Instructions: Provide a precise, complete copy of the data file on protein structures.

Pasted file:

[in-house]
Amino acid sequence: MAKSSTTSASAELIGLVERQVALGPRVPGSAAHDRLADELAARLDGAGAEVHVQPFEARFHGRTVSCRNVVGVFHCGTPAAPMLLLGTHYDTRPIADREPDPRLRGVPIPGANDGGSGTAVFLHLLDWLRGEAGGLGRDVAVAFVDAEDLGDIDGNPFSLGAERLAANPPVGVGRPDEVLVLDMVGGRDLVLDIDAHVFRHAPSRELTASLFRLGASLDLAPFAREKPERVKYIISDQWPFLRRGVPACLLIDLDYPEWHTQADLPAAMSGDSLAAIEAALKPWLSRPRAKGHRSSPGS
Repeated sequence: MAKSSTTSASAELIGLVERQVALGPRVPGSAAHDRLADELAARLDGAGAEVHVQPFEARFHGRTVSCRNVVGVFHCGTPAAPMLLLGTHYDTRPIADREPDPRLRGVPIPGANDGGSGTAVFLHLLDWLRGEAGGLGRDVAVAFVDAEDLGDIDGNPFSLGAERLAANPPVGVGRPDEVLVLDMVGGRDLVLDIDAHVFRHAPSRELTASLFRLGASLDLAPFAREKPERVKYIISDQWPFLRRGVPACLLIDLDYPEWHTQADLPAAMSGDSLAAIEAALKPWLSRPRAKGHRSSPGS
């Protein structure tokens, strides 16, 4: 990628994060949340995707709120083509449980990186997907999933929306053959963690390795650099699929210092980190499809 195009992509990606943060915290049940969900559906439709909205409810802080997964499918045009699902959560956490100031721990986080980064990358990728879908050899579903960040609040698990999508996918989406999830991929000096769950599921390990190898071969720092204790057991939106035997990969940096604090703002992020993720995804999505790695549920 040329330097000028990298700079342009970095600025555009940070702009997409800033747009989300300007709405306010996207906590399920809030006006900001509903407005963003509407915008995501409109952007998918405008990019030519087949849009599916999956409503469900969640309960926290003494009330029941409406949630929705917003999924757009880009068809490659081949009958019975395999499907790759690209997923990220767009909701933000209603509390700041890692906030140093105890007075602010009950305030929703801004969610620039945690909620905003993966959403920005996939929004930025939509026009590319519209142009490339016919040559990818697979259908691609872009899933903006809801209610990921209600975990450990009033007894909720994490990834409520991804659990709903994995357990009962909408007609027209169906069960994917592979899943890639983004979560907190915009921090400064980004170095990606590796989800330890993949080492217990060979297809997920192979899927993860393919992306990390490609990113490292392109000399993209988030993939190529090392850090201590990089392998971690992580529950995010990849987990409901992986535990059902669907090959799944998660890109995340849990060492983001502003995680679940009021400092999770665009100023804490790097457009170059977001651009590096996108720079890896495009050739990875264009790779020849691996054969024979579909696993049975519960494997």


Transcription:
[in-house]
Amino acid sequence: MAKSSTTSASAELIGLVERQVALGPRVPGSAAHDRLADELAARLDGAGAEVHVQPFEARFHGRTVSCRNVVGVFHCGTPAAPMLLLGTHYDTRPIADREPDPRLRGVPIPGANDGGSGTAVFLHLLDWLRGEAGGLGRDVAVAFVDAEDLGDIDGNPFSLGAERLAANPPVGVGRPDEVLVLDMVGGRDLVLDIDAHVFRHAPSRELTASLFRLGASLDLAPFAREKPERVKYIISDQWPFLRRGVPACLLIDLDYPEWHTQADLPAAMSGDSLAAIEAALKPWLSRPRAKGHRSSPGS
Repeated sequence: MAKSSTTSASAELIGLVERQVALGPRVPGSAAHDRLADELAARLDGAGAEVHVQPFEARFHGRTVSCRNVVGVFHCGTPAAPMLLLGTHYDTRPIADREPDPRLRGVPIPGANDGGSGTAVFLHLLDWLRGEAGGLGRDVAVAFVDAEDLGDIDGNPFSLGAERLAANPPVGVGRPDEVLVLDMVGGRDLVLDIDAHVFRHAPSRELTASLFRLGASLDLAPFAREKPERVKYIISDQWPFLRRGVPACLLIDLDYPEWHTQADLPAAMSGDSLAAIEAALKPWLSRPRAKGHRSSPGS
């Protein structure tokens, strides 16, 4: 990628994060949340995707709120083509449980990186997907999933929306053959963690390795650099699929210092980190499809 195009992509990606943060915290049940969900559906439709909205409810802080997964499918045009699902959560956490100031721990986080980064990358990728879908050899579903960040609040698990999508996918989406999830991929000096769950599921390990190898071969720092204790057991939106035997990969940096604090703002992020993720995804999505790695549920 040329330097000028990298700079342009970095600025555009940070702009997409800033747009989300300007709405306010996207906590399920809030006006900001509903407005963003509407915008995501409109952007998918405008990019030519087949849009599916999956409503469900969640309960926290003494009330029941409406949630929705917003999924757009880009068809490659081949009958019975395999499907790759690209997923990220767009909701933000209603509390700041890692906030140093105890007075602010009950305030929703801004969610620039945690909620905003993966959403920005996939929004930025939509026009590319519209142009490339016919040559990818697979259908691609872009899933903006809801209610990921209600975990450990009033007894909720994490990834409520991804659990709903994995357990009962909408007609027209169906069960994917592979899943890639983004979560907190915009921090400064980004170095990606590796989800330890993949080492217990060979297809997920192979899927993860393919992306990390490609990113490292392109000399993209988030993939190529090392850090201590990089392998971690992580529950995010990849987990409901992986535990059902669907090959799944998660890109995340849990060492983001502003995680679940009021400092999770665009100023804490790097457009170059977001651009590096996108720079890896495009050739990875264009790779020849691996054969024979579909696993049975519960494997």